Can a murmur of that grade appear in 4 months with no symptoms? If my dog has this murmur would he have symptoms?
He is fit and well, no breathlessness no coughing, very active, not lethargic and not off his food. He is exactly the same as he always is. Do I really need to put him through all of these investigations or just keep my eye on him and watch for any symptoms developing?

Dr. Callum Turner, DVM
Dr. Callum Turner, DVM
2950 Recommendations
Cavalier King Charles Spaniels are known for their heart problems particularly with the mitral valve; the Universities Federation for Animal Welfare states on their website that: “Mitral valve disease is about twenty times more prevalent in the Cavalier King Charles spaniel (CKCS) than other breeds of dog. The number of CKCS with heart murmurs characteristic of mitral valve disease increases at a rate of about 10% each year so that by five years of age 50% have a murmur (Swift 2009) and by ten years nearly all do.” This means that the development of a heart murmur may occur in 10% of the breed population within a year. At a minimum I would have an echocardiogram done to check heart health. Regards Dr Callum Turner DVM www.ufaw.org.uk/dogs/cavalier-king-charles-spaniel-mitral-valve-disease

Add a comment to Spike's experience

Was this experience helpful?

Bailey Hardy
Chihuahua
Between 1-2 years they say 2
Moderate condition
1 found helpful
Moderate condition

Hi Dr. We just adopted a 2 year old chihuahua from the shelter we fell in love with her but she has a grade 5 murmur, I know thats not good.I was told there is a college uta or texas ou cardiac students that will operate on bad cases like these. Do u know if this is true? Or have any suggestions when finances run high like this problem?

Dr. Callum Turner, DVM
Dr. Callum Turner, DVM
2950 Recommendations
Treatment for heart murmurs will depend on the underlying cause, structural anomalies should be visualized with an echocardiogram which will show which structures (if any) are causing the heart murmur. As far as surgical treatment is concerned, Veterinary Schools do generally offer lower prices especially for certain cases; you should call their Cardiology Departments to ask about consultation and surgery options. Regards Dr Callum Turner DVM

Add a comment to Bailey Hardy's experience

Was this experience helpful?

99
Miniature Pinscher
11 Years
Moderate condition
0 found helpful
Moderate condition

Has Symptoms

Coughing

My dog has a heart murmur and a leaky valve. Are there veterinarians that perform surgeries to correct that? He is currently taking two diuretics and another medication to help him. He still has a cough. His current vet says he's seen better improvement on the medication.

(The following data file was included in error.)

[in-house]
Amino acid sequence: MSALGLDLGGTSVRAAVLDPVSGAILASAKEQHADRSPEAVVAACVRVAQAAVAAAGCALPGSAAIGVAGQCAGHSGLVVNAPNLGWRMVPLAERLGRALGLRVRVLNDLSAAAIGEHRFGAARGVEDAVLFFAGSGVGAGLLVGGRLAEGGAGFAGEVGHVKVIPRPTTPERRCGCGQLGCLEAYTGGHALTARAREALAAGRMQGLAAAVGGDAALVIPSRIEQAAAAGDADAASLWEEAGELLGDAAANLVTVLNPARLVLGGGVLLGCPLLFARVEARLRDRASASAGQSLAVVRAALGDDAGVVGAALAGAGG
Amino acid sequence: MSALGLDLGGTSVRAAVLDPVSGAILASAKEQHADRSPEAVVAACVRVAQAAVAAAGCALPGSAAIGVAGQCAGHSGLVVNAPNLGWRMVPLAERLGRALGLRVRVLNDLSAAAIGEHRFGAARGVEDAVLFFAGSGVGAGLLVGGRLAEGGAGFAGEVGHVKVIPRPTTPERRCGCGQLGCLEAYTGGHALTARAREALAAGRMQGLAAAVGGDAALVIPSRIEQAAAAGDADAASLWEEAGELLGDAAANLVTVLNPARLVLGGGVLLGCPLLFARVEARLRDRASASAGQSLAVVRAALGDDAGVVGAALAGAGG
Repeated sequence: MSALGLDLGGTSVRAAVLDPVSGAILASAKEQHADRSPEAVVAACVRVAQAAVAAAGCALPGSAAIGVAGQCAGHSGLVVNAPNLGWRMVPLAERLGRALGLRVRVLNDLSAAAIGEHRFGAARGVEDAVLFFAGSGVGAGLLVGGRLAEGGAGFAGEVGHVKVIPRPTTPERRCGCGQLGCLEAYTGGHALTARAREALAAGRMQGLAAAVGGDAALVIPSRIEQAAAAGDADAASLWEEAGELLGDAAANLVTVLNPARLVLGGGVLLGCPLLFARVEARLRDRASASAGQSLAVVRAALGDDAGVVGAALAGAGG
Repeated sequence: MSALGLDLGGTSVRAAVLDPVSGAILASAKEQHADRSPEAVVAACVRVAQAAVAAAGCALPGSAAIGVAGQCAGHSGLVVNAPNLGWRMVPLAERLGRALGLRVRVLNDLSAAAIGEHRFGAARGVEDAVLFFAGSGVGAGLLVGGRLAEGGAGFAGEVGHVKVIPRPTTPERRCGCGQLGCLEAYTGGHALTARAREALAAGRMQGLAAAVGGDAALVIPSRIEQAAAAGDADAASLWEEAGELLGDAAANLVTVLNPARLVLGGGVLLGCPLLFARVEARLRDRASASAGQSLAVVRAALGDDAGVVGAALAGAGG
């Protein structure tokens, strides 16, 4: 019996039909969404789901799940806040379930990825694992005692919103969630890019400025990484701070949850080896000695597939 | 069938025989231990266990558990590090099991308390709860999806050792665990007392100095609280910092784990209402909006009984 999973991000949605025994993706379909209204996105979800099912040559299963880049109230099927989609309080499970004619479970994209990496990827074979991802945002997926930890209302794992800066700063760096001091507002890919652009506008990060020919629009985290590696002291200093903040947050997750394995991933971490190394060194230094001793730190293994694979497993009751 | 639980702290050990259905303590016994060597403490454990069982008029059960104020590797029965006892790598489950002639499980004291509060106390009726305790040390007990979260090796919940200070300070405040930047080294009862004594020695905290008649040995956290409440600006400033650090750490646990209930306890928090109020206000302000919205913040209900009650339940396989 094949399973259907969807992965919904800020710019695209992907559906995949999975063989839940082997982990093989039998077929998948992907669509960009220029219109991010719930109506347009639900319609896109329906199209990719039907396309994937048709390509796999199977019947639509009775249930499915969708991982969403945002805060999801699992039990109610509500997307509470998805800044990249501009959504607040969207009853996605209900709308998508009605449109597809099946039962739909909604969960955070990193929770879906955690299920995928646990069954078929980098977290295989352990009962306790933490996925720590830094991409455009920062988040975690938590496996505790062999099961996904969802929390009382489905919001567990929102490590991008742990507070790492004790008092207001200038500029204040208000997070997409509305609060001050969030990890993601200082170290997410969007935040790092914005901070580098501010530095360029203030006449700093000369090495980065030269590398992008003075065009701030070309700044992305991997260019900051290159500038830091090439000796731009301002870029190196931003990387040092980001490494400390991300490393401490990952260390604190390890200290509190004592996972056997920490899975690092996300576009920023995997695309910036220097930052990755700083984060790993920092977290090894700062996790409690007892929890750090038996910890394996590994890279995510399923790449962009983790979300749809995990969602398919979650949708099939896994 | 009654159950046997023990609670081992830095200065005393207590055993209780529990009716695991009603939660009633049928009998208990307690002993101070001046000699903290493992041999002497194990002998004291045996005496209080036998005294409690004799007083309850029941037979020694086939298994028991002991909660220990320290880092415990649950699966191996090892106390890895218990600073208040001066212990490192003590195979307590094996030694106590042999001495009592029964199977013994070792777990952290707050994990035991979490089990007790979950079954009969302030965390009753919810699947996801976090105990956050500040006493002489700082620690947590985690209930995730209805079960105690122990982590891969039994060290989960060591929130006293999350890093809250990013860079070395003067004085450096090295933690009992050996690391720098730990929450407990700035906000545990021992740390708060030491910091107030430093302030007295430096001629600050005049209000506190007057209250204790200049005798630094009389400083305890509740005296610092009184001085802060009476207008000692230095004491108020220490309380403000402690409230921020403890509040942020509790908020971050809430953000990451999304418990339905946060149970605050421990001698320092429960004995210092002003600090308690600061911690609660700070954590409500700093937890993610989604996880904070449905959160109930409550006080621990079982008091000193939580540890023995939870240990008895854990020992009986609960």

Dr. Callum Turner, DVM
Dr. Callum Turner, DVM
2950 Recommendations

The most common leaky valve is the mitral valve, in dogs medical management is usually done due to cost and general complications. I would recommend calling your nearest Veterinary School to ask about options or local Specialists that may be able to help you; check the link below. The length of surgery required (six to eight hours) can be a huge stress on a dog and not all dogs would be suitable and the cost is prohibitive for most people. Regards Dr Callum Turner DVM
www.news.cornell.edu/stories/2014/12/rare-canine-open-heart-surgery-succeeds

Add a comment to 99's experience

Was this experience helpful?

Aurora
Jack Russell Terrier
8 Years
Moderate condition
0 found helpful
Moderate condition

Has Symptoms

elevated creatine kinase levels
Heart Murmur

Medication Used

Furosemide
Benazepril

I just took my 8 year old terrier to a new vet for treatment for diarrhea, and he noticed that she has a stage 4 heart murmur on the left side. She has been receiving regular exams from two other vets at the same practice, neither of which have ever told me about the murmur. She also has elevated creatine kinase levels, but does not have any other symptoms of heart disease.

The new vet put her on benazepril and fursemide, told me to watch for signs of congestive heart failure, and warned that she is more prone to heart attack.

After reading some articles on the internet, I've become confused and overwhelmed about what a heart murmur means for my dog. Should I get a second opinion from another vet about treatment? What is the prognosis for my dog? Should I be doing more diagnostic tests (the vet offered me an x-ray but said it probably wasn't worth the money because the treatment would be the same in any event)?